The addictive and compulsive elements of the computer screen for some early childhood children, many of whom who do not have stable emotional attachments outside of school, leads educators to consider closely or reexamine the position, as noted by the CCFC, of restricting screen time on the computer to children out of the early childhood years. (Early childhood generally refers to pre-school through third grade).


The Campaign for a Commercial-Free Childhood (CCFC)
Republished with permission


With preschoolers already spending an average of 32 hours per week with screens outside of classrooms, the last thing they need is mandatory screen time in school or daycare.

The National Association for the Education of Young Children has issued a draft of its new position statement on Technology in Early Childhood Programs. Because NAEYC is the nation's premier professional organization for early childhood educators, the statement will have a profound effect on young children's media use both in and out of classrooms.

NAEYC clearly put a lot of effort into crafting this statement, but the draft's recommendations are troubling. As it stands, the statement:

  • Undermines major public health efforts to reduce screen time in order to help curb childhood obesity and other child wellness problems. It does not support the American Academy of Pediatrics' recommendation of no screen time for children under two and limited screen time for older children. In fact, reducing the amount of time children spend with screens isn't even a stated priority.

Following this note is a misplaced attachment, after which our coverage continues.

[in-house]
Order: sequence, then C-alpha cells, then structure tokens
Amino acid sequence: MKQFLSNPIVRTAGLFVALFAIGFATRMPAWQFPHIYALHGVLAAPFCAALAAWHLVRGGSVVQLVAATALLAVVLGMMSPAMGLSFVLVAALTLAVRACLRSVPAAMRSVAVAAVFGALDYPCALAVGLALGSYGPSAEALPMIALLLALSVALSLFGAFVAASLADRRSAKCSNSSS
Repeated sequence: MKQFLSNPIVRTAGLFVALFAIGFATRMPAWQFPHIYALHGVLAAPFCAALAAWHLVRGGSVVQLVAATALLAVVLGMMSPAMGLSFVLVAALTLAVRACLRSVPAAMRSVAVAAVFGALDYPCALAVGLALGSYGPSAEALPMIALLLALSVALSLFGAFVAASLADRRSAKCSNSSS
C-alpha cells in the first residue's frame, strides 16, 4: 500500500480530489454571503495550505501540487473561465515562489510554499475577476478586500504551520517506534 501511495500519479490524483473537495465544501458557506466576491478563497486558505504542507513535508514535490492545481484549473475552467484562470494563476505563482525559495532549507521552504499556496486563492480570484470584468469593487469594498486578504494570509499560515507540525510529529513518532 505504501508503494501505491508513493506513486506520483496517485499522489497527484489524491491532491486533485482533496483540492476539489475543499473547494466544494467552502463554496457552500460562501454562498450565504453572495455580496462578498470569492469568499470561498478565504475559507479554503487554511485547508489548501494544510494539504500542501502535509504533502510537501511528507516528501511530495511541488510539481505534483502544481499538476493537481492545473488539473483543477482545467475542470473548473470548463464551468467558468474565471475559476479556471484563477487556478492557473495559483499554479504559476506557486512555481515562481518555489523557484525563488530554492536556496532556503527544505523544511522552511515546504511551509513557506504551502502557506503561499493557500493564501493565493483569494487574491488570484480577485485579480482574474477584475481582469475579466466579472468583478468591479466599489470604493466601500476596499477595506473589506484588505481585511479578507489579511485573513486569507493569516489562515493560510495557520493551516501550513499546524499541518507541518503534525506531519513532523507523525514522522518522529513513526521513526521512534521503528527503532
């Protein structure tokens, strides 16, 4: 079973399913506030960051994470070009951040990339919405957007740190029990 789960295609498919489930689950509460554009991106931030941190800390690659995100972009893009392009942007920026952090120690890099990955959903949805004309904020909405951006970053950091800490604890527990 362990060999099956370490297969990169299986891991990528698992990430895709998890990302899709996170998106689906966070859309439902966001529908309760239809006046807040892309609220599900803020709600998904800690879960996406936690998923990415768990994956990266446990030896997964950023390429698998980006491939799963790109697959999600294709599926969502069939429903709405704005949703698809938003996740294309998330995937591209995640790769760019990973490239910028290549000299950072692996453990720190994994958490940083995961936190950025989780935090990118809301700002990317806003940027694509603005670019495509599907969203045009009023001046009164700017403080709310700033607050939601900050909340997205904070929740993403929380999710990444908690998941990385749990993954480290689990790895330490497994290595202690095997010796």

• Prescribes that screen technologies should be included in all early childhood settings, regardless of the age of the children served or type of program. Even play-based and outdoor preschools will be expected to incorporate screens.
  • Provides no objective criteria or guidance to educators about whether or when to incorporate screens into their classrooms.
  • Does not address the growing problem of screen-based commercialism in preschools.
  • -- NAEYC's statement on Technology in Early Childhood Programs should support the public health community's recommendations of no screen time for children under two and limited screen time for older children. Instead, the current draft undermines national efforts to address childhood obesity and other wellness problems.

    -- The draft mandates all childcare and preschool programs include screen technologies. Yet there is no evidence in the research that having screen technology in an early childhood setting provides any comparative advantage to young children.

    -- Requiring children to spend time with screens in preschools will take time away from activities with proven benefits-like engaging in creative play or interacting with adults.

    -- It is irresponsible to advocate for the use of screen technologies without addressing the commercialism that is so rampant in screen media for children.

    As it stands, the statement on Technology in Early Childhood Programs is likely to increase both the time that children spend with screens and the amount of commercialism to which they are exposed.


    The Campaign for a Commercial-Free Childhood

    NonProfit Center
    89 South St., #403
    Boston, MA 02111
    http://www.commercialfreechildhood.org